By Rajmund Dabrowski

Just like the Seneca,
I have lost my place.
And where I’ve been planted now, Soon will be shakin’ . . .
Too soon tomorrow will come.
—Brewer and Shipley

Sidewalk encounter

A family of four walked out of a store. It just happened that I caught up with them as they crossed the street toward their parked car. The father tore up a receipt, I assumed, and threw it on the sidewalk. In a split second, I could not help but to approach him and say, “Sir, I think you dropped something.”

His reaction stunned me. He bent over and picked up the smithereens while the family watched. Then smiling, he reacted, saying, “Thank you. Yes, these were mine. I am sorry.”

Even today, I reflect that his reaction was one of many he could have chosen. Our city was saved from the wind carrying the trash in odd directions. The lesson, I conclude, was most useful to his two young kids.

Living in a culture of consumerism and junk, many of us have views on why our neighborhoods are littered with trash. We may recall being scolded by parents when throwing an apple core on the ground. To be forgiven once did not mean avoiding being lectured in the future about keeping a clean environment and the consequences of disobedience.

Diploma for recycling

My unforgotten moment of environmental conscience happened in grade school. It all goes back some 60 years to the streets of downtown Warsaw when I visited local editorial and printing establishments to solicit donations of print paper to be thrown away. Today, a reminder hangs on the wall—a diploma signed by a principal and a PTA president. It states that I am commended for “very good results in collecting paper recyclables for the school year 1960-1961.” Nostalgia is taking me to the day when in front of the entire school I was singled out for such an accolade. It feels good, though.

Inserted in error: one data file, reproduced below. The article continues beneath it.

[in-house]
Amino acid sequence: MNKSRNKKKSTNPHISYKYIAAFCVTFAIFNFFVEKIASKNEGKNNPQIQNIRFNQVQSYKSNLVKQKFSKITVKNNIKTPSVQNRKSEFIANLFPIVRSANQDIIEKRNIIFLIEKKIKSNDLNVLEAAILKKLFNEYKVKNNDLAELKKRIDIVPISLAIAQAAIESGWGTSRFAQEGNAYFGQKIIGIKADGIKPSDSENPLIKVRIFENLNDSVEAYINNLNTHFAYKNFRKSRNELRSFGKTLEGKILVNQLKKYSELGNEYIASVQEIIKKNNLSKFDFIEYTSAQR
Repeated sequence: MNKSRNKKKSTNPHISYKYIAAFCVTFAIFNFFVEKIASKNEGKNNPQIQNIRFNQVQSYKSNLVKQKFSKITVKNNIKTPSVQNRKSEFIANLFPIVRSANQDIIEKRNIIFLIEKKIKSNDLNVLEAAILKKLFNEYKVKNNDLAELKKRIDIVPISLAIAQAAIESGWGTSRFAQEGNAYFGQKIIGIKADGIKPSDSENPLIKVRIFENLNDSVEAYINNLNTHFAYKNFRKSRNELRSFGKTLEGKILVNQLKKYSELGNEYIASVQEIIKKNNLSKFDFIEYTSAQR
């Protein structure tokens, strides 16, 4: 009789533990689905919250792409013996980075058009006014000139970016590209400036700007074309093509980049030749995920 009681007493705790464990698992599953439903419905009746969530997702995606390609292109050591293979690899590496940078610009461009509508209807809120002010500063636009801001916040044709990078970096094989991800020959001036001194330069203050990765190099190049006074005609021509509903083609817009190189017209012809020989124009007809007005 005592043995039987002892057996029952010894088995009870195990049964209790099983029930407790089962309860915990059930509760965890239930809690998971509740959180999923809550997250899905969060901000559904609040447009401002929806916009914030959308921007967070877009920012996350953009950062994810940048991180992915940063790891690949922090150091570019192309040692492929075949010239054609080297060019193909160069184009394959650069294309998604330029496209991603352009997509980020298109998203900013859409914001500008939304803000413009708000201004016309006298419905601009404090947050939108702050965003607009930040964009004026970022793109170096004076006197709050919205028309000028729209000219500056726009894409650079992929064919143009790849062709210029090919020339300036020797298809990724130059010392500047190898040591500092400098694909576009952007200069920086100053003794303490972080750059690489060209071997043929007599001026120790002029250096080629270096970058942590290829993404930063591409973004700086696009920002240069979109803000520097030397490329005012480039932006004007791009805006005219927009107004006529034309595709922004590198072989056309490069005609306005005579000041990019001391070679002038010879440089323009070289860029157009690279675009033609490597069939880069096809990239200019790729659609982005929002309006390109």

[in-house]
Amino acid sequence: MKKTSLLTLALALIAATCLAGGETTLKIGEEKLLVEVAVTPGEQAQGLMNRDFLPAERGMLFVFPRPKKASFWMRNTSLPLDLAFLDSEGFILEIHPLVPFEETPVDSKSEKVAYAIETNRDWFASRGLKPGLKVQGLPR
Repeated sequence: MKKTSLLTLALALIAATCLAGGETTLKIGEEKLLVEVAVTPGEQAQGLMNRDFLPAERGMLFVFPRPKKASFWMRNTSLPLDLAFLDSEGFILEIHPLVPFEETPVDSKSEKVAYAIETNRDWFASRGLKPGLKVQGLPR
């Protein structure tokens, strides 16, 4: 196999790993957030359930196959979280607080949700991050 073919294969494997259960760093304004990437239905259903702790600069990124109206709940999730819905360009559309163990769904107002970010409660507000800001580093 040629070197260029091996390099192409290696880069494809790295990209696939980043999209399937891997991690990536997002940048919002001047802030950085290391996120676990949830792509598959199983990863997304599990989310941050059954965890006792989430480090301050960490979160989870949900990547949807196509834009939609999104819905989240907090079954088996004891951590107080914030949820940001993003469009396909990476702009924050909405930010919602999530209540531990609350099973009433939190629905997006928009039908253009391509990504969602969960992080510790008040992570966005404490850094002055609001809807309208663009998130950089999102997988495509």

Clearing the ruins

The second reminder of my personal environmental activism is a high school experience a few years later when our class of 35 participated in a “civic duty” day challenging us to clean the rubble of a ruined Krasinski Square in Warsaw, a reminder of WWII. I recall getting involved once a month and picking up bricks and loading barrels with dirt. Walking by the square several years later, I was proud to have had a little part in making the city beautiful again.

Caring for Mother Earth

Today, it’s not so much clearing the ruins of a post-war destroyed city. It’s about halting global warming, battling for clean air and unpolluted water. It’s about protecting the forests, wetlands, or a disappearing rare animal species. It’s also about saying no to unquenched exploitation of earth’s resources, unbridled over-consumption and production of waste. It’s about being inspired by a teenager, Greta Thun- berg, or a stalwart protector of animals, Jane Goodall, or vice president Al Gore. Their messages are as challenging as the call of scores of environmental scientists, going through our daily activities to protect the clean and tidy surroundings, caring for God’s planet, our Mother Earth.

Beautiful temples

Never to be forgotten was a conversation with Caridad del Rosario Diego Bello, director of Havana’s Office of Religious Affairs, during a trip to Cuba with the Maranatha Volunteers International team. She remarked that when you see a beautiful, freshly-painted building in one of our towns, it is a Seventh-day Adventist temple.

It should make us proud to see our churches well looked after, no matter whether you see them in Africa, Asia or America. And hopefully it should make us cringe to see the unkempt lawns and peeling paint of a church sign, or plastic bags blown against a church wall.

Seventh-day Adventists are not called to passively wait till the end of the world. Along with scores of our fellow humans, we can conclude that it is man who is destroying the world by his irresponsibility toward the earth and its inhabitants. Yet, we recognize that the end will come about by the direct intervention of a supernatural force. We are reminded, again and again: “The nations raged, but your wrath came, and the time for the dead to be judged, and for rewarding your servants, the prophets and saints, and those who fear your name, both small and great, and for destroy- ing the destroyers of the earth” (Revelation 11:18, ESV).

God created beautiful people for a beautiful earth. When God created, He liked what He saw. He “placed the man in the Garden of Eden to tend and care for it.” So, what are we admonished to do today?

–Rajmund Dabrowski is RMC communication director and editor of Mountain Views. Email him at: [email protected]